As the season changes and we get excited about the colder months’ foods and flavours, we often start cleaning out our kitchen cupboards. The tricky part arises when we get to our spices and herbs… How long are they really good for?
Spices and dried herbs are crucial ingredients for many dishes, adding flavour and taste and transforming what may be boring and bland to delicious meals. Spices are seasonings made from the dried roots, bark or stem of a plant, while herbs are dried or fresh leaves.
The aroma and appearance of a spice or dried herb are what to look for in establishing whether they are still good. Although technically spices don’t spoil, they do lose their potency over time.
We rounded up the estimated shelf life of the most common spices and herbs found in the kitchen:
Oregano, rosemary, bay leaves, basil and other whole leafy herbs retain their strength for about one to three years. In warmer months herbs are in abundance in food gardens, so summertime would be a good time to replace any old, dried herbs and spices.
Ground or powdered spices
Turmeric, paprika, chilli pepper flakes, ginger, garlic, cumin, cardamom, cinnamon and spice blends keep for approximately two to four years.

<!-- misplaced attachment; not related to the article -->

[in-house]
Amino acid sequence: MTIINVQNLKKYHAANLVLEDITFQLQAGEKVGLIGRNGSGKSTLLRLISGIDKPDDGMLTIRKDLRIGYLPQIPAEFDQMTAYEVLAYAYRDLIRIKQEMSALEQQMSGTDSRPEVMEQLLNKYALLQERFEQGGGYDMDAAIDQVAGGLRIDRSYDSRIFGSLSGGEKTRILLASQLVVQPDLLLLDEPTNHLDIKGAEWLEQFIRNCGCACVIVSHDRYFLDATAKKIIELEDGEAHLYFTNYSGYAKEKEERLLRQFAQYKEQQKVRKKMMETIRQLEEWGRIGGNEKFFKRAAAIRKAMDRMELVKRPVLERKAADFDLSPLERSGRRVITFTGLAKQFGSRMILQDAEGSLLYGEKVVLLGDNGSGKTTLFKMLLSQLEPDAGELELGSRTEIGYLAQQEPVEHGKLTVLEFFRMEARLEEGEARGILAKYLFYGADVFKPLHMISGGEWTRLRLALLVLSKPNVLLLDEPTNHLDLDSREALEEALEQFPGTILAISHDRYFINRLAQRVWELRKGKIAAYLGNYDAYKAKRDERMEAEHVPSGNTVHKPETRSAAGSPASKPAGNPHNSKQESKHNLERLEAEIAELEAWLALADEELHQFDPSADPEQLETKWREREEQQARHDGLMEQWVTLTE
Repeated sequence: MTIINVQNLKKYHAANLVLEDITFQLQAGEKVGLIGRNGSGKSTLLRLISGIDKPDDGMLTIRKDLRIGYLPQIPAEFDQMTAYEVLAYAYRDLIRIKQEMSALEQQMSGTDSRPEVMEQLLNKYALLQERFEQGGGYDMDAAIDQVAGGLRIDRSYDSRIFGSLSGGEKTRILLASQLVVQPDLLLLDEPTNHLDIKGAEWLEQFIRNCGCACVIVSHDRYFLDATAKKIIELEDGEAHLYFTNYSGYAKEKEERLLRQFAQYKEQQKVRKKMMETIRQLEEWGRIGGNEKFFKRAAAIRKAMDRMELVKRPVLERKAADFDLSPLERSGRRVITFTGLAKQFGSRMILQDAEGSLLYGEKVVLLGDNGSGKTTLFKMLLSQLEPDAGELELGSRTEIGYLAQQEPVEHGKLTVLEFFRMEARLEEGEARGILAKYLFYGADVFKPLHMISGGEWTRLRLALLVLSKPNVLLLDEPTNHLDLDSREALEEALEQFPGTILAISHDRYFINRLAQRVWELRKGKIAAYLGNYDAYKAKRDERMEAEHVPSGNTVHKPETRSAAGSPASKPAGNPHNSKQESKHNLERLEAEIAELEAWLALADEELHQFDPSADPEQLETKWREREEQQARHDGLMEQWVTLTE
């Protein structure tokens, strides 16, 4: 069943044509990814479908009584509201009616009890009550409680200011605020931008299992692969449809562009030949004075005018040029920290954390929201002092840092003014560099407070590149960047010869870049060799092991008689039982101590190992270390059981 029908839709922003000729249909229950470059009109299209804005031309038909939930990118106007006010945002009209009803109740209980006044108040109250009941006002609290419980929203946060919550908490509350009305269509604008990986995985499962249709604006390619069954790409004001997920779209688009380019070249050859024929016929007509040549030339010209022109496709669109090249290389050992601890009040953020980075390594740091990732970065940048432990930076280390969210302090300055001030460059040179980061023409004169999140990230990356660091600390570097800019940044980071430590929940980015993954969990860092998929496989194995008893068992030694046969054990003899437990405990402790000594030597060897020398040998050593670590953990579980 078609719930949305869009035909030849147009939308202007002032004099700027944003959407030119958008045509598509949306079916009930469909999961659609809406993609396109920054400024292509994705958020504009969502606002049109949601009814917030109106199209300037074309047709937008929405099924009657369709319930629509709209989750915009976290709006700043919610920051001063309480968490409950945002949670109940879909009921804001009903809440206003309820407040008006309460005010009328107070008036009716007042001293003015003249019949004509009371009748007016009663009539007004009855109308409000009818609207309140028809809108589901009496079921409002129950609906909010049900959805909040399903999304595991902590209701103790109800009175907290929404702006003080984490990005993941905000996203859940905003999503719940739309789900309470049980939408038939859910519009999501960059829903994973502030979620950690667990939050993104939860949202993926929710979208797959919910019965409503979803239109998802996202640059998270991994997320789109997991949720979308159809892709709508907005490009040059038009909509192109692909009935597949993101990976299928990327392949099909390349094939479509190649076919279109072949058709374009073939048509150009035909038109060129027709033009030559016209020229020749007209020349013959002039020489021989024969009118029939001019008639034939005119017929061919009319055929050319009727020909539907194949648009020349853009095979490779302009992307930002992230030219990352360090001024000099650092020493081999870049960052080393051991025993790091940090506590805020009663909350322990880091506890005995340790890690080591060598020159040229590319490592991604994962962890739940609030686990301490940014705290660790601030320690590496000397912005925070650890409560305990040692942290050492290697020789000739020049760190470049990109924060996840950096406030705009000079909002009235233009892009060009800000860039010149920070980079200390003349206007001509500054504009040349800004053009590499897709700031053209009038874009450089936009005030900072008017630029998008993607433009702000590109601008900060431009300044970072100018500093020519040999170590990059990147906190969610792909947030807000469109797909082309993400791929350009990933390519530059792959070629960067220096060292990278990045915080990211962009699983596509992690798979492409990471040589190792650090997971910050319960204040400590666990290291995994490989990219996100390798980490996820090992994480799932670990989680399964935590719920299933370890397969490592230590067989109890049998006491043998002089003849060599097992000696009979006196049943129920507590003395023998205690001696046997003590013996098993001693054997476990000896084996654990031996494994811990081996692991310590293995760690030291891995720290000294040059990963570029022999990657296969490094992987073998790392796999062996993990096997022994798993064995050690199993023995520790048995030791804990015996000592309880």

Whole or unground spices
Peppercorns, nutmeg, cinnamon sticks, cloves, and those that come in seed form, like fennel, cumin, and mustard, will keep for up to four years.
The seasoning that is reported to last indefinitely is salt, unless it is itself seasoned with an ingredient that may weaken its potency.
Storage can make all the difference
Make sure you buy good quality spices or dry your own. Drying your own fresh herbs is best – especially for herbal teas in winter months.
To maximise the longevity of your spices and dried herbs, storage is important. Keep them away from direct sunlight (avoid windowsills) or heat (no storage above the stove). Cool and dark places are best.
Store your seasoning in airtight containers which protect from moisture. Glass jars are the best as they retain the essential oil content of the spices and herbs that gives flavour. Make sure to label them with the date so that you don’t have to guess how old they are!
If you’re still in doubt, open the jar, pour a bit on your palm and smell and taste the seasoning. Loss of colour is also telling.